SolarCity uses a specific "burden ratio" (BR) to allocate its indirect overhead costs between its sales and lease divisions. The formula for its calculation is:

Allocable Indirect Overhead Costs BR = Prior Period Direct Costs Current Period Direct Costs

         SolarCity applies this ratio to its total direct expenses to determine how much overhead to allocate to each division. The burden ratio percentage is first allocated to the Leasing Division's total direct expenses, and then the remainder is allocated to the sales division. For example, if prior period allocable overhead costs were $10 million, and direct costs were $20 million, the correct burden ratio pursuant to the formula would be 50%. The Leasing Division would be allocated this percentage of the $20 million in total direct costs, resulting in an allocation of $10 million of overhead costs to leases. The $10 million remainder would be allocated to sales.

         II. SolarCity's Accounting Error and its Aftermath

         Beginning in the first quarter of 2012 and continuing for seven consecutive quarters, SolarCity failed to adhere to its GAAP-compliant protocols. During this period, the company retained prior period overhead costs in the numerator of its burden ratio formula, but omitted prior period direct costs from the denominator. As a result of that error, if $5 million of the $20 million direct costs in our example above were related to the prior period, the company would have calculated its burden ratio as 66.6% ($10 million / $15 million). Applying this ratio to the total direct costs of $20 million would result in an allocation of $13.3 million of overhead costs to leases, with only $6.7 million of overhead costs allocated to sales. Thus, SolarCity was able to push the costs associated with its sales from the sales' revenue onto leases, "where they would be amortized over the 20-year lease term."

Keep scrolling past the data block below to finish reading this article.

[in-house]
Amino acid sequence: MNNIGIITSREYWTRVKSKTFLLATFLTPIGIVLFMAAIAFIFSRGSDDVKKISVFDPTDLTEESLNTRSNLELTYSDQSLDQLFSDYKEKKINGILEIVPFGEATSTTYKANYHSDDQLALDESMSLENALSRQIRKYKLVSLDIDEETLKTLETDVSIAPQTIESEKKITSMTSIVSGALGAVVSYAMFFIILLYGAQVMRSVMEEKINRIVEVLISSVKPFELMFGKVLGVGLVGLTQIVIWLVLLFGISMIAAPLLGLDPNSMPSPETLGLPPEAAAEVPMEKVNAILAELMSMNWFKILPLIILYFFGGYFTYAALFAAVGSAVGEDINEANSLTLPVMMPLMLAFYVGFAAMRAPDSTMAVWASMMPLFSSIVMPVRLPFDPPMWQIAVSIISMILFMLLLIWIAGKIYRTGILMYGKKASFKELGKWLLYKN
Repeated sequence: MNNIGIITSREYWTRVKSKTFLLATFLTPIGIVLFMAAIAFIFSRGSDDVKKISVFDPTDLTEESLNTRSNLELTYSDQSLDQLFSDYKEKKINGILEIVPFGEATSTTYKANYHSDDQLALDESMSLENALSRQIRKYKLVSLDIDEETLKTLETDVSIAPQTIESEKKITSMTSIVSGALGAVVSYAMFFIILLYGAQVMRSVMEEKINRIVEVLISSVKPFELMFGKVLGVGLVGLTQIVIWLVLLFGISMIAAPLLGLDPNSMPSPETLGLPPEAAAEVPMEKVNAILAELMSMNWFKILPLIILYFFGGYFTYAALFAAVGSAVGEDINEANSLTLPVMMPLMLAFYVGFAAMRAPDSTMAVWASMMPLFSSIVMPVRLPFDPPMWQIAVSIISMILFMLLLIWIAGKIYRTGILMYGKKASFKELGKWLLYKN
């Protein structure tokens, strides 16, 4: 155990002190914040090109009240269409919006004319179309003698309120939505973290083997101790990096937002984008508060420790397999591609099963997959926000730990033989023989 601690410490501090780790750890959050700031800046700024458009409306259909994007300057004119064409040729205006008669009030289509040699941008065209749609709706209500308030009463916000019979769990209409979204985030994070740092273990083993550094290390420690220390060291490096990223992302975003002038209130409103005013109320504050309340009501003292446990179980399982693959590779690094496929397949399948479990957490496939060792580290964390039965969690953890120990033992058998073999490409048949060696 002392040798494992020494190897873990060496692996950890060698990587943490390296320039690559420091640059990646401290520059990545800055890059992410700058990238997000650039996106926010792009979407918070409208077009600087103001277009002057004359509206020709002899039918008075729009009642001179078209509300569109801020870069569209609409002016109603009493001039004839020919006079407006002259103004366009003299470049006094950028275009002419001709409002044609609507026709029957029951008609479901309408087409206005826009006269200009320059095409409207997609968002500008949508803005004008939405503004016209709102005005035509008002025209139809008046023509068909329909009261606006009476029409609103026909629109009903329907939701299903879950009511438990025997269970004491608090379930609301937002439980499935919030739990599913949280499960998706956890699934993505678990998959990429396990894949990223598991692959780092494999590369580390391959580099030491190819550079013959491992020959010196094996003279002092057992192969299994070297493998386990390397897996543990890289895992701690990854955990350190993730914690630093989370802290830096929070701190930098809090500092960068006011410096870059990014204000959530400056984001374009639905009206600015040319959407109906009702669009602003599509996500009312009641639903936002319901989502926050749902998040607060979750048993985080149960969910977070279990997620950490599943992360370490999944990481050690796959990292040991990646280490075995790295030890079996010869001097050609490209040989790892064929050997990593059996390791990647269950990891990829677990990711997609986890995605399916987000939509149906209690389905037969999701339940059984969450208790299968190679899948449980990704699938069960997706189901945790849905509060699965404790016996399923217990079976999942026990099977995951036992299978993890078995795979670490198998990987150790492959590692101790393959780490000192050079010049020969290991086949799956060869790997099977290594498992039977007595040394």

This error inflated the gross margins of the company's sales, which led the company to report profits inaccurately for both sales and leases. For example, while SolarCity reported gross sales margins of -19% in 2010 and -14% in 2011, beginning in Q1 2012, the company's sales margin jumped, and it reported a gross sales margin of % in 2012. SolarCity's accounting error also affected the company's reported net income and earnings per share, which led the company to materially understate net loss and report higher earnings per share.